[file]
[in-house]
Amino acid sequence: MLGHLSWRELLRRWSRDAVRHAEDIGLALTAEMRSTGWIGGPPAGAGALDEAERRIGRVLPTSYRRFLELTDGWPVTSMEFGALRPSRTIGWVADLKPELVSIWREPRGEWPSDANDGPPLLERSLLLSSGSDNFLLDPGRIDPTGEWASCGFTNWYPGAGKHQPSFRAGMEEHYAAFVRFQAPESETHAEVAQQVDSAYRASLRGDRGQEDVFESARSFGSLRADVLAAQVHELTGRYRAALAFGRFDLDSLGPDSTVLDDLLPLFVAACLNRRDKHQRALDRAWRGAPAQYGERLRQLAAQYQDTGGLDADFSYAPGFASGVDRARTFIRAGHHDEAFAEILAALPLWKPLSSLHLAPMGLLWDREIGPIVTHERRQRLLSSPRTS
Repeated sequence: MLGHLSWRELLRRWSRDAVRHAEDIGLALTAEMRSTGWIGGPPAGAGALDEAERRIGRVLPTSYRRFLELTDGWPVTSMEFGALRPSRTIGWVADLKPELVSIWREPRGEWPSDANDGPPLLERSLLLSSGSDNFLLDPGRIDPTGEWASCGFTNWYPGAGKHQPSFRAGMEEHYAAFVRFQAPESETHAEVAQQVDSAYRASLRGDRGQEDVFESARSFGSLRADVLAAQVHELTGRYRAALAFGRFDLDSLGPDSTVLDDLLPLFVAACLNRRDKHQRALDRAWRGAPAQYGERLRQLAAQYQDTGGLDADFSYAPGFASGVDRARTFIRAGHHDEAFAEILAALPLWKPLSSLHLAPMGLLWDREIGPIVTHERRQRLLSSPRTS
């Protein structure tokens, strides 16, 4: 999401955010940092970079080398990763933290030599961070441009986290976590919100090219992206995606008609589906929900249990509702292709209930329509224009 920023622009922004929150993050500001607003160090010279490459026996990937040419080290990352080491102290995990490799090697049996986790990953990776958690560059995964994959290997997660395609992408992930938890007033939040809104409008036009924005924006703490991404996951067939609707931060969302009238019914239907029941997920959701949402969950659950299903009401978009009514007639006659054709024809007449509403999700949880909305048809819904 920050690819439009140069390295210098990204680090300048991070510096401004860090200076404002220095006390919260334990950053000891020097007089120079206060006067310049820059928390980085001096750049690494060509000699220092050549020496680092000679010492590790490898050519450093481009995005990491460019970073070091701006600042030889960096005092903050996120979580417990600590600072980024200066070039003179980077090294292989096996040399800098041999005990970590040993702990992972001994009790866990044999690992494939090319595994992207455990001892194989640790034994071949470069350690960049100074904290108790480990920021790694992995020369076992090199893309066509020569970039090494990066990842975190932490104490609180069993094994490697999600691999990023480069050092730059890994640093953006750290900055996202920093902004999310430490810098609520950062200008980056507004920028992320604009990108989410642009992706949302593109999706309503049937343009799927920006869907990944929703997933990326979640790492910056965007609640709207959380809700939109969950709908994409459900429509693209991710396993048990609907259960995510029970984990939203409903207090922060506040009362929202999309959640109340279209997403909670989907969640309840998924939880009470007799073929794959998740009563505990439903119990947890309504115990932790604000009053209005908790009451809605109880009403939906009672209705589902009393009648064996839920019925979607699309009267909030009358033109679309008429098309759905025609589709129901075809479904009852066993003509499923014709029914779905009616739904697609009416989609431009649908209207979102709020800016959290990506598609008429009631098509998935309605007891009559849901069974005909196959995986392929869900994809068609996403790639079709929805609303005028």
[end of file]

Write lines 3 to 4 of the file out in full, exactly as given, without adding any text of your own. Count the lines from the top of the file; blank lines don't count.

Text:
Repeated sequence: MLGHLSWRELLRRWSRDAVRHAEDIGLALTAEMRSTGWIGGPPAGAGALDEAERRIGRVLPTSYRRFLELTDGWPVTSMEFGALRPSRTIGWVADLKPELVSIWREPRGEWPSDANDGPPLLERSLLLSSGSDNFLLDPGRIDPTGEWASCGFTNWYPGAGKHQPSFRAGMEEHYAAFVRFQAPESETHAEVAQQVDSAYRASLRGDRGQEDVFESARSFGSLRADVLAAQVHELTGRYRAALAFGRFDLDSLGPDSTVLDDLLPLFVAACLNRRDKHQRALDRAWRGAPAQYGERLRQLAAQYQDTGGLDADFSYAPGFASGVDRARTFIRAGHHDEAFAEILAALPLWKPLSSLHLAPMGLLWDREIGPIVTHERRQRLLSSPRTS
């Protein structure tokens, strides 16, 4: 999401955010940092970079080398990763933290030599961070441009986290976590919100090219992206995606008609589906929900249990509702292709209930329509224009 920023622009922004929150993050500001607003160090010279490459026996990937040419080290990352080491102290995990490799090697049996986790990953990776958690560059995964994959290997997660395609992408992930938890007033939040809104409008036009924005924006703490991404996951067939609707931060969302009238019914239907029941997920959701949402969950659950299903009401978009009514007639006659054709024809007449509403999700949880909305048809819904 920050690819439009140069390295210098990204680090300048991070510096401004860090200076404002220095006390919260334990950053000891020097007089120079206060006067310049820059928390980085001096750049690494060509000699220092050549020496680092000679010492590790490898050519450093481009995005990491460019970073070091701006600042030889960096005092903050996120979580417990600590600072980024200066070039003179980077090294292989096996040399800098041999005990970590040993702990992972001994009790866990044999690992494939090319595994992207455990001892194989640790034994071949470069350690960049100074904290108790480990920021790694992995020369076992090199893309066509020569970039090494990066990842975190932490104490609180069993094994490697999600691999990023480069050092730059890994640093953006750290900055996202920093902004999310430490810098609520950062200008980056507004920028992320604009990108989410642009992706949302593109999706309503049937343009799927920006869907990944929703997933990326979640790492910056965007609640709207959380809700939109969950709908994409459900429509693209991710396993048990609907259960995510029970984990939203409903207090922060506040009362929202999309959640109340279209997403909670989907969640309840998924939880009470007799073929794959998740009563505990439903119990947890309504115990932790604000009053209005908790009451809605109880009403939906009672209705589902009393009648064996839920019925979607699309009267909030009358033109679309008429098309759905025609589709129901075809479904009852066993003509499923014709029914779905009616739904697609009416989609431009649908209207979102709020800016959290990506598609008429009631098509998935309605007891009559849901069974005909196959995986392929869900994809068609996403790639079709929805609303005028």